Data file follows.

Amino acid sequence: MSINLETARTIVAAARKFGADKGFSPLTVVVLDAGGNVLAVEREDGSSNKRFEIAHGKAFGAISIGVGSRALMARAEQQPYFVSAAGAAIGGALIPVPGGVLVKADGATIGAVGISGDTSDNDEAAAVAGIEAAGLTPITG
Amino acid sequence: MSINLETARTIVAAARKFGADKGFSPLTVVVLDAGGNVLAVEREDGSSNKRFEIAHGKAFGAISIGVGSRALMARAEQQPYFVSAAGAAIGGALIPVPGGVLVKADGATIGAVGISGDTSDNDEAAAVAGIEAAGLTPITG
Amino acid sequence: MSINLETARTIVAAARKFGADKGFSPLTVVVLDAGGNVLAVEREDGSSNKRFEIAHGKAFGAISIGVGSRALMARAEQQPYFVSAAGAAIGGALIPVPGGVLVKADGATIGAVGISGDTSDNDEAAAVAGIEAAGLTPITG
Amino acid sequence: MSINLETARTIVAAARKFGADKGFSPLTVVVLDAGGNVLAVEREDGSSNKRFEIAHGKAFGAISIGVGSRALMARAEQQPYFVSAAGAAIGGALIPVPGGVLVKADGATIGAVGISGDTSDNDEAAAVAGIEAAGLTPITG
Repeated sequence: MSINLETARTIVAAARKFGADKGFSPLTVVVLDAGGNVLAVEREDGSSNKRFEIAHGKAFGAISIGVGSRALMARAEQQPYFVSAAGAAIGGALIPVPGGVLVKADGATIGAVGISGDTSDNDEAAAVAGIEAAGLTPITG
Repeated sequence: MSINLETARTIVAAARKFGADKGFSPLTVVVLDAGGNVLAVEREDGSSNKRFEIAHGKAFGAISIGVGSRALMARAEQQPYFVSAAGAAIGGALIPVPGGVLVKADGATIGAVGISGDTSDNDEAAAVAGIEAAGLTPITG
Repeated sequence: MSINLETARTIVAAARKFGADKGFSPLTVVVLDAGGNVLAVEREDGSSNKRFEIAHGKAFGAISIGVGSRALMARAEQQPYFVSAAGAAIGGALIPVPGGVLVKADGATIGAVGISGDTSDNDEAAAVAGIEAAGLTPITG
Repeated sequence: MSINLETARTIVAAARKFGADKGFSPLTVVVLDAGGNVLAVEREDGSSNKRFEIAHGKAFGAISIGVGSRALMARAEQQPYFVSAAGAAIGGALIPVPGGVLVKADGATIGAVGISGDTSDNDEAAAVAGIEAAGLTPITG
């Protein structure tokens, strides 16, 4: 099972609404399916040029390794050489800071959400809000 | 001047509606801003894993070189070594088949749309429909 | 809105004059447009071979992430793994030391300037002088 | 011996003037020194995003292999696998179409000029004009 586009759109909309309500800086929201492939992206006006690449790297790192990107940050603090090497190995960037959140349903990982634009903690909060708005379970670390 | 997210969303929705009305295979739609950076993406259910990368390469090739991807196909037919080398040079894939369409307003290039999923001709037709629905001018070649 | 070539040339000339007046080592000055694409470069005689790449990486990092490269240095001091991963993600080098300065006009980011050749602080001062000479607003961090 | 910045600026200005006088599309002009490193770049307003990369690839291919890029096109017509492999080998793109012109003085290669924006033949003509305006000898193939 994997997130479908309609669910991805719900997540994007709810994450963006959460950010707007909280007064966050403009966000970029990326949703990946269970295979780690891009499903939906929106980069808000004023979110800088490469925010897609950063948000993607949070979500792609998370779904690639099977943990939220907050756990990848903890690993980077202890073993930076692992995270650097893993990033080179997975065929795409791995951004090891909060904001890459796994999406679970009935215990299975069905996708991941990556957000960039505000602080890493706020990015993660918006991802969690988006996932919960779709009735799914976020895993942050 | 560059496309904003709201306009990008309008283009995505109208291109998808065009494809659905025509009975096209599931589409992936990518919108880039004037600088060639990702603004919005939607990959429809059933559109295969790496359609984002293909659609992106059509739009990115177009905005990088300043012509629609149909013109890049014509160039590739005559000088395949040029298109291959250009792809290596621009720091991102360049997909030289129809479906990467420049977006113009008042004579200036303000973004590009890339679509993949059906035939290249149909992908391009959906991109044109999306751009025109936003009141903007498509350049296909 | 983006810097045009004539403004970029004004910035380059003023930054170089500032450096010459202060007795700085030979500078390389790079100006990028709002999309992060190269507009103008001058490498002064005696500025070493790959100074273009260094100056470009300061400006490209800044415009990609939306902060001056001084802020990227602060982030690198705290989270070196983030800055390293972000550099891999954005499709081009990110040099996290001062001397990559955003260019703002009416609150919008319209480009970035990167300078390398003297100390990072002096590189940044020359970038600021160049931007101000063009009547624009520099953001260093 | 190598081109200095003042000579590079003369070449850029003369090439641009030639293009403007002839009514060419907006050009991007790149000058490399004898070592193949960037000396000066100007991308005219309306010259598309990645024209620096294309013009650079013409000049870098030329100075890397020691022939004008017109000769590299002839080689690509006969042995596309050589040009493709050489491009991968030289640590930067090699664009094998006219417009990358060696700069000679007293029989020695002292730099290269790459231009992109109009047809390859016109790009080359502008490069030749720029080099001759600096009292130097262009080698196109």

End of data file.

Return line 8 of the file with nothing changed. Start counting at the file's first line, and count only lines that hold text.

Repeated sequence: MSINLETARTIVAAARKFGADKGFSPLTVVVLDAGGNVLAVEREDGSSNKRFEIAHGKAFGAISIGVGSRALMARAEQQPYFVSAAGAAIGGALIPVPGGVLVKADGATIGAVGISGDTSDNDEAAAVAGIEAAGLTPITG